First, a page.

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Shabbat Sukkot 5775

Ask the Rabbi: A Mourner Serving as Chatan Torah

Rav Daniel Mann

Question: Is an avel within 12 months of a parent’s death allowed to be the chatan Torah on Simchat Torah?

 

Answer: During shiva, an avel is not supposed to learn Torah, and therefore he should not get aliyot, even on Shabbat, when one should not engage in aveilut publicly, because not getting called for an aliya is not noticeable (Shulchan Aruch, Yoreh Deah 400:1). However, if one was called for an aliya or gets an aliya every week, then he should do the aliya even on Shabbat during shiva because otherwise it would be public aveilut (ibid.). After shiva, there are generally no restrictions on aliyot, including “coveted” aliyot (e.g., Shlishi). 

It is proper for an avel to be chazan during the first 11 months of aveilut for parents, thereby bringing merit to the deceased (Rama, YD 376:4). Yet on Shabbat and Yom Tov an avel does not serve as chazan (ibid.) because it is inappropriate for him to lead festive tefillot. There is discussion as to whether it might be appropriate for the more somber tefillot of Yamim Noraim. The Shach (YD 376:14) rules based on the Rama’s sources that, unless there is a special need, they should not because they also are largely festive. (Another possible factor regarding Yamim Noraim is to avoid having a chazan upon whom the attribute of din is hovering (Mateh Ephrayim 581:23).)

There are significant opinions that there is no real prohibition for an avel to be chazan on Shabbat and Yom Tov. The Noda B’Yehuda (I, OC 32) says it is a minhag, not a full halacha. The Meir Netivim (cited by Pitchei Teshuva, YD 376:8) claims that the halacha is that he is just not instructed to be chazan because of his aveilut (like during the week) but that one who is regularly a chazan on Shabbat does not have to stop during his aveilut.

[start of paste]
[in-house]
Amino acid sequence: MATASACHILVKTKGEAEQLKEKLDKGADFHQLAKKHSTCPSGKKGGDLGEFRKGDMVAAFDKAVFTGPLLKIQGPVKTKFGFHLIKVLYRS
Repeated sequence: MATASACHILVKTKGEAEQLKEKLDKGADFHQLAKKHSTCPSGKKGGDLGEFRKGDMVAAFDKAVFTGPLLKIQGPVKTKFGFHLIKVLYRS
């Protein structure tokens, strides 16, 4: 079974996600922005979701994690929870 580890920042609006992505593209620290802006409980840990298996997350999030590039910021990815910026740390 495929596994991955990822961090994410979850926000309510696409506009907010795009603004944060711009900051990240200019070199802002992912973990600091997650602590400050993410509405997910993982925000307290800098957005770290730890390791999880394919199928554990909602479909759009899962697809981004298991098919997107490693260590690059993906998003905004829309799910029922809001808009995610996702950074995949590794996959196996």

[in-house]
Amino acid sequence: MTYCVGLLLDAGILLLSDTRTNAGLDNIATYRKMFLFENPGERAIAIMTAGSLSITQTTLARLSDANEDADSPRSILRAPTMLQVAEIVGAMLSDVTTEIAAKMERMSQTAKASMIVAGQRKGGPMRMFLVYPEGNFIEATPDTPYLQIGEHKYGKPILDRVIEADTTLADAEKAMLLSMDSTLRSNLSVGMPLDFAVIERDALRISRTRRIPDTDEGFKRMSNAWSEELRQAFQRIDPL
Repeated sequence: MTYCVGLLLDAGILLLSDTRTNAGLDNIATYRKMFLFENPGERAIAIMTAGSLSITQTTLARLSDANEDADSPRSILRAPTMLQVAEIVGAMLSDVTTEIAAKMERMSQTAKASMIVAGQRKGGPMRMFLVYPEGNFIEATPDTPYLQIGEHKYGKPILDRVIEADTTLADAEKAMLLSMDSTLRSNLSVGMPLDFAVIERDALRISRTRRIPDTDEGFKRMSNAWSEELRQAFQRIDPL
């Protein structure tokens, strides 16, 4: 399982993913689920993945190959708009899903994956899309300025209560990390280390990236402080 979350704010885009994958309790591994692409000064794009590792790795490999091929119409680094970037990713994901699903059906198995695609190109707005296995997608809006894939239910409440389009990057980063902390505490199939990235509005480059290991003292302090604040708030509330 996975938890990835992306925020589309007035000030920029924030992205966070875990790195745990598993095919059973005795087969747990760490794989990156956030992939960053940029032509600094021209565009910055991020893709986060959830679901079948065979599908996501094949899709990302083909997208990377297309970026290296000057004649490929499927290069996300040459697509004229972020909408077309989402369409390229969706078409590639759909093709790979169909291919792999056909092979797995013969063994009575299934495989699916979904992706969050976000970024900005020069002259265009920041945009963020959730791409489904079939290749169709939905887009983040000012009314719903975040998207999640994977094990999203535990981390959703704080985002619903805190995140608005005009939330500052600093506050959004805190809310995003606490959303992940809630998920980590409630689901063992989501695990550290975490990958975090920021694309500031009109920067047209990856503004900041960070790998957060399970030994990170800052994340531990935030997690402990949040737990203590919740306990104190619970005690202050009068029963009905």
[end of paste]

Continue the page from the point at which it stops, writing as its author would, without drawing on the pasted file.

However, according to the mainstream approach, even an intrinsically permitted role in a mitzva be improper for an avel if its context is festive. Similarly, the Rama (Orach Chaym 660:2) rules that an avel (throughout 12 months for a parent) should not encompass the bima with a lulav on Sukkot (not all agree, and some distinguish between different days of Sukkot – see Gesher Hachayim 23:3.7). Regarding Simchat Torah, Acharonim disagree about participation in Hakafot. The Gesher Hachayim (ibid.) says he can go around with the sefer Torah but not participate in the subsequent dancing.

Most Acharonim posit that the aliya of chatan Torah is too festive to allow for an avel (see P’nei Baruch 29:11). However, the uncertainty of this determination and lack of severity of the matter opens room for leniency in certain cases. One such case is when one was appointed or won the right to be chatan Torah before becoming an aveil, and the question is if he must give it up. The Zera Emet (YD 162) first forbids the aliya, then explains why it could be permitted, and finally recommends not doing it. The Yalkut Yosef (Aveilut 22:22) permits it under such circumstances, based on the weakness of the problem, especially after shiva. Another factor that is reason to be lenient is the matter of public aveilut by refraining, after the chatan Torah aliya has been set. However, in cases where nothing is set, it is proper to wait for a year without aveliut to honor someone.

One situation in which it may be best to allow an avel to have chatan Torah is when he receives it every year (in some places, the rabbi). Then, withholding it could be a public display of aveilut. On the other hand, there are serious opinions (including the Shach 400:2) that public aveilut is forbidden only for practices of first-level aveilut (i.e., practices that are just for shiva) and not those of minimizing joy (i.e., those that apply all year). Still, avoiding public displays of even year-long aveilut is mentioned in many halachic discussions (see Gesher Hachayim ibid., Chazon Ovadia, Aveilut II, p. 365). If, in the final analysis, an avel will get chatan Torah, it is a good question whether the festivity surrounding his aliya should be toned down (see Zera Emet, ibid.).

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